Second, variables are a new section, and in fact so new, they are not even documented. They can be used to query values from code at compile time. In this case we are using it to get at the backend to use, so we can tell it at runtime. Otherwise, it’s hidden to Nuitka, and could e.g. still be subject to a changed decision from environment variables, something we typically do not want.

For the third and fourth thing, we need another example. Torch can use a JIT to speed up some things, with a compilation very similar to what Nuitka does. That however needs a compiler and the source code on the target platform. Not an easy ask for all kinds of deployments. A new feature makes this easier than before.

- module-name: 'torch' # checksum: 84315db6
  parameters:
    - 'name': 'disable-jit'
      'values': 'value in ("yes", "no")'
  options:
    checks:
      - description: "Torch JIT is disabled by default, make a choice explicit with '--module-parameter=torch-disable-jit=yes|no'"
        support_info: 'parameter'
        when: 'standalone and get_parameter("disable-jit", None) is None'
  import-hacks:
    - force-environment-variables:
        'PYTORCH_JIT': '0'
      when: 'get_parameter("disable-jit", "no" if standalone else "yes") == "yes"'

So, what this does, is to make Nuitka accept parameters. The options part is designed to complain when the default value is used in standalone mode, kind of making the user acknowledge that it’s the intended value. For accelerated mode, we do not disable the JIT, since we can expect to be in the same environment with source code intact.

With get_parameter you get the option value, and can be conditional on it in the when block. That is the 3rd new thing.

The fourth new thing, is the forcing of environment variables. We have so far done this, including in plugins like tk-inter manually with post-load-code. The above is the same, effectively doing os.environ["PYTORCH_JIT"] = "0" if the JIT is to be disabled.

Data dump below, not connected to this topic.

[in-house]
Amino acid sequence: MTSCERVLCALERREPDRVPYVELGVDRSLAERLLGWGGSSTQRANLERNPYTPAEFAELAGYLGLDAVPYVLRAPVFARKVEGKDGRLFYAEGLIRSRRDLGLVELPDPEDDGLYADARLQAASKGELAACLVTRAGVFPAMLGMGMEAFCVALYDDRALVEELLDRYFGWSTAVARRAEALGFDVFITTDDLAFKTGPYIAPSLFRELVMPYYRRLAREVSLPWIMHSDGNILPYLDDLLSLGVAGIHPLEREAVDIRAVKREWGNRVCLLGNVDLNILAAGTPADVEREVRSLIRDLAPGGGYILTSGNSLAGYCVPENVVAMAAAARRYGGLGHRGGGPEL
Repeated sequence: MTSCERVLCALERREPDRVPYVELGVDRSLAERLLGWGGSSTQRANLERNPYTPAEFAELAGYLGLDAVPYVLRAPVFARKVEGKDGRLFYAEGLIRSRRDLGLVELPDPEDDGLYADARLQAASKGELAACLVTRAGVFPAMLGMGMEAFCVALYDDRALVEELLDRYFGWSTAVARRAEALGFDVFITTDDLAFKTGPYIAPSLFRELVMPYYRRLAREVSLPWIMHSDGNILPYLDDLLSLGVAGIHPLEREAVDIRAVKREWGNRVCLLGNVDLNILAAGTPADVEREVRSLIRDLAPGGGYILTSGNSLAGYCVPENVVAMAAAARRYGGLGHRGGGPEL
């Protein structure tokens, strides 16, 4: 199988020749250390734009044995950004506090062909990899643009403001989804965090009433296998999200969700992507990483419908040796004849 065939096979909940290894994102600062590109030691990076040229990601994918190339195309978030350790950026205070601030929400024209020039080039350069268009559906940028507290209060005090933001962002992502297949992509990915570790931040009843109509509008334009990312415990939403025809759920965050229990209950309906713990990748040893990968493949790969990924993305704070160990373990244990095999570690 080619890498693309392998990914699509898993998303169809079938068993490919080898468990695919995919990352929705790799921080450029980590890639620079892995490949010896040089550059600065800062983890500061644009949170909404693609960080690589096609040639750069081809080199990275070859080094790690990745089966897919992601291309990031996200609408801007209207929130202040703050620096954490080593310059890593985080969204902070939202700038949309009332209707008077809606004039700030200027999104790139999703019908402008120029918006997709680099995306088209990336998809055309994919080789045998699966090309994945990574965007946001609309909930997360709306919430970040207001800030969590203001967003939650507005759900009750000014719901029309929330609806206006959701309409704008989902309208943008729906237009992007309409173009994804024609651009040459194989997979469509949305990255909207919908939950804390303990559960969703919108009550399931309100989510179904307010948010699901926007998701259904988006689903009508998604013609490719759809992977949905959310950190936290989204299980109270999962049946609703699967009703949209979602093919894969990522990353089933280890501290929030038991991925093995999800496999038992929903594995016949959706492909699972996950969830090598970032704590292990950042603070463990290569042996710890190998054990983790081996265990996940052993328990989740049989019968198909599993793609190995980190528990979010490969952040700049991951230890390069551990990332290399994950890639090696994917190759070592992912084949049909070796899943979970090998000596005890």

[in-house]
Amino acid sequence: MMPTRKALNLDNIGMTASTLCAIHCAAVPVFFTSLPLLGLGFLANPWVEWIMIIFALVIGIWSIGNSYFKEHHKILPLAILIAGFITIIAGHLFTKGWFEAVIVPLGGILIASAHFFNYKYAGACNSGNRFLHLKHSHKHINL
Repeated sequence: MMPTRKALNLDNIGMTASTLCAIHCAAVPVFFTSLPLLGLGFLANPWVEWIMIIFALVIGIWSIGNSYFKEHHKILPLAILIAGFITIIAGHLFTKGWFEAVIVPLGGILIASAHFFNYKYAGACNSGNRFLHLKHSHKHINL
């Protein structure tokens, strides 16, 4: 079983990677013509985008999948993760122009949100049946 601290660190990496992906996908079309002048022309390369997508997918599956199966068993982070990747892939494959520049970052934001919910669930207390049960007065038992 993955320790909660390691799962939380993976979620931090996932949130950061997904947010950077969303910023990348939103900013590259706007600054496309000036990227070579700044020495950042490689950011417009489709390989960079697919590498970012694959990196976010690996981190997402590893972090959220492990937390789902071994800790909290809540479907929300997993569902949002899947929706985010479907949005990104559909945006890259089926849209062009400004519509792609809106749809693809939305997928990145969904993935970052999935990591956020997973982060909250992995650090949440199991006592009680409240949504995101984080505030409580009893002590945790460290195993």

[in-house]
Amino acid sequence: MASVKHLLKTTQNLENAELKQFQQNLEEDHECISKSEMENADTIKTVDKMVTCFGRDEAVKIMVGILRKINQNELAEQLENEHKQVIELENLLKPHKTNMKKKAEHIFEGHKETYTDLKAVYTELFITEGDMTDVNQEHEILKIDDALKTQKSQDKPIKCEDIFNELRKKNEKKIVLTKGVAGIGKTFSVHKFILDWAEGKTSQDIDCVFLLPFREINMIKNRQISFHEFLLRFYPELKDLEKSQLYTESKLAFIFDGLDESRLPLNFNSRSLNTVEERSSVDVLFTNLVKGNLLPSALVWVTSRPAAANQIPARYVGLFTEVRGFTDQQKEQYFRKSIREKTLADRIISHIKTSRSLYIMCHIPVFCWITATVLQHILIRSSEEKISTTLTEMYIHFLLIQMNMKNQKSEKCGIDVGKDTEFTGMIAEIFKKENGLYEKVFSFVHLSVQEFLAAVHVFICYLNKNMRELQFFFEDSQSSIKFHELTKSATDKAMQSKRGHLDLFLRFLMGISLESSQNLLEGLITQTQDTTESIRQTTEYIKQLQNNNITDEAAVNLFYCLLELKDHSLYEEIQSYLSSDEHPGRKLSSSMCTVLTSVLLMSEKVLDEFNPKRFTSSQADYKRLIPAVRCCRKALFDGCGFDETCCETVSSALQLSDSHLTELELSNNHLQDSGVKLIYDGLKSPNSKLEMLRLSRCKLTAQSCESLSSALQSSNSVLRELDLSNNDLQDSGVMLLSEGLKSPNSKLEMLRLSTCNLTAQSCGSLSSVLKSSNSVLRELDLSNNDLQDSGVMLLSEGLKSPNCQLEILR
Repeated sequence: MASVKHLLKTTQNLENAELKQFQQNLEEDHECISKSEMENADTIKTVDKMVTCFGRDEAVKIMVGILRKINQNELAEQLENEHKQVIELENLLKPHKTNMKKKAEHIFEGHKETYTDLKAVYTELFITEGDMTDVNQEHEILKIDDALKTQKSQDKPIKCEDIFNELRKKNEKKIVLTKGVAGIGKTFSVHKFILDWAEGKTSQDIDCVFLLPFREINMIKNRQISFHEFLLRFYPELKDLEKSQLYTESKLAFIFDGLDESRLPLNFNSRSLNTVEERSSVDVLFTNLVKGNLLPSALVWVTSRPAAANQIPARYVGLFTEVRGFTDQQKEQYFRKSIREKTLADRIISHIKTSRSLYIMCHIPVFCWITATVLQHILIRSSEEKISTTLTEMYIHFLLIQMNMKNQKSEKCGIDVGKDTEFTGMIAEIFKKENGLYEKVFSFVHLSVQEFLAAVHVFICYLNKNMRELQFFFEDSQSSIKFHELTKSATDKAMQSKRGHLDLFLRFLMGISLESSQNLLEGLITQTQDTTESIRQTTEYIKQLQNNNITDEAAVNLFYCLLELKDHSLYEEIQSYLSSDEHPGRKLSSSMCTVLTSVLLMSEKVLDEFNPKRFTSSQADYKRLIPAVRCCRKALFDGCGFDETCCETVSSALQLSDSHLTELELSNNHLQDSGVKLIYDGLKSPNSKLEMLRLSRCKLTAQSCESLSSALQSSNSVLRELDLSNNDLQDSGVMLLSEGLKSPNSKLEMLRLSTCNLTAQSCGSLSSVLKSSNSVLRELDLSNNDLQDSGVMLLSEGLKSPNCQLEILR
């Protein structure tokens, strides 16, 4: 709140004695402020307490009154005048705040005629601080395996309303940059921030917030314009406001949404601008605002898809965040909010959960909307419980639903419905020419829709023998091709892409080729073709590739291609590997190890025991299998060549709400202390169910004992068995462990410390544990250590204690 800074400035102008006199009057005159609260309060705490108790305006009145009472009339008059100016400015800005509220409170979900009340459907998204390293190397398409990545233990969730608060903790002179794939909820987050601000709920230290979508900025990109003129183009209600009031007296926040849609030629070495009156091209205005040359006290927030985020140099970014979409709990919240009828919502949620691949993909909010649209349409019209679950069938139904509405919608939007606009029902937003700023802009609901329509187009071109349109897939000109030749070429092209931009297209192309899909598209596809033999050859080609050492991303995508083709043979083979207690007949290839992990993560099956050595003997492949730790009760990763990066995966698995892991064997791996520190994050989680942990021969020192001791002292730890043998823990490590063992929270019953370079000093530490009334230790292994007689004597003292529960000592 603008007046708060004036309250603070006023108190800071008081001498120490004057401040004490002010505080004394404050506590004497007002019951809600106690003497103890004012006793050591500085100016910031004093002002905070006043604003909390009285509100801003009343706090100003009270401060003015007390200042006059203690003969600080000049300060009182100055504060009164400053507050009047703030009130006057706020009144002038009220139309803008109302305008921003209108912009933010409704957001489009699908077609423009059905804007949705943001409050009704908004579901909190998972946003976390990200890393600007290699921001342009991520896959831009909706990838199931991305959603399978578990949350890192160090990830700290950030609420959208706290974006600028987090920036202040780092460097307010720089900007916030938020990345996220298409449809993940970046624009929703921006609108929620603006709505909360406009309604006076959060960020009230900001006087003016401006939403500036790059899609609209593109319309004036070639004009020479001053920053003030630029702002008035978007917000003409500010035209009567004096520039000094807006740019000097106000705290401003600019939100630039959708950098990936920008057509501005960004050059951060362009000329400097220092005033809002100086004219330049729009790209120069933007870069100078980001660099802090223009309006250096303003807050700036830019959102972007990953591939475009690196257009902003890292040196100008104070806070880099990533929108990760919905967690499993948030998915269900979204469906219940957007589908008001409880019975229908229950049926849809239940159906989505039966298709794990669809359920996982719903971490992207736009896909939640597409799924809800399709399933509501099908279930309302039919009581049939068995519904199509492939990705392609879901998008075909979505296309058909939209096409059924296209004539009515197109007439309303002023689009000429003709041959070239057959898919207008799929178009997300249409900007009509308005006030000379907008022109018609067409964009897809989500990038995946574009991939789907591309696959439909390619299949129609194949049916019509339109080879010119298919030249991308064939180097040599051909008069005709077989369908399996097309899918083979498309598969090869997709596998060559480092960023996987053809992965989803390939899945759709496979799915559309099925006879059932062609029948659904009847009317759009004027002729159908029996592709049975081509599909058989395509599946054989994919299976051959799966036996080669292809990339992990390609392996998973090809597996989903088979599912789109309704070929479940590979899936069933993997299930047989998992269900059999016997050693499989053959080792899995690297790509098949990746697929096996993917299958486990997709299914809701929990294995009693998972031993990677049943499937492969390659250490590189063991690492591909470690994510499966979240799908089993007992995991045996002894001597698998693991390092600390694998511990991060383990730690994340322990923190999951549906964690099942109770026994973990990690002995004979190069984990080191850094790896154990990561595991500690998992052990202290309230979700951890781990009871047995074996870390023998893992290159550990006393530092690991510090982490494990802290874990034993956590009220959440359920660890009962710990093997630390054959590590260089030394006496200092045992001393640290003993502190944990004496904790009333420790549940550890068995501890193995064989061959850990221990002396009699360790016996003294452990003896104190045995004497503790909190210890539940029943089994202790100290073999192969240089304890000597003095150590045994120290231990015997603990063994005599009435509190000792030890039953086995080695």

These changes are designed to avoid having to do plugins again. Historically for toga support, we should have created a new plugin, but now it’s not necessary anymore, since the Yaml mechanism can cover retrieval of compile time values from modules. And for torch and the JIT, a plugin would have been needed to provide the command line control for that decision.

This increased power of the Yaml will make it even less often the case that a plugin must be written. But of course docs will have to be added and maybe more places will need to work with variables to make that true even more often. More on that in the future.

Teasers

Future TWN will speak about Nuitka-Python (our own Python fork with incredible capabilities), about Nuitka-Watch (our way of making sure Nuitka works with PyPI packages and hot-fixes to not regress), about compilation reports as a new feature, Windows AV stuff, onefile improvements, and so on and so on. I got interesting stuff for many weeks. Limiting myself for now or I will never publish this.

Twitter and Mastodon

I should be more active there, although often I fail due to not wanting to talk about unfinished things, so actually I do not post there as much.

And lets not forget, having followers make me happy. So do re-tweets. Esp. those, please do them.

Help Wanted

If you are interested, I am tagging issues help wanted and there is a bunch, and very likely at least one you can help with.

Nuitka definitely needs more people to work on it.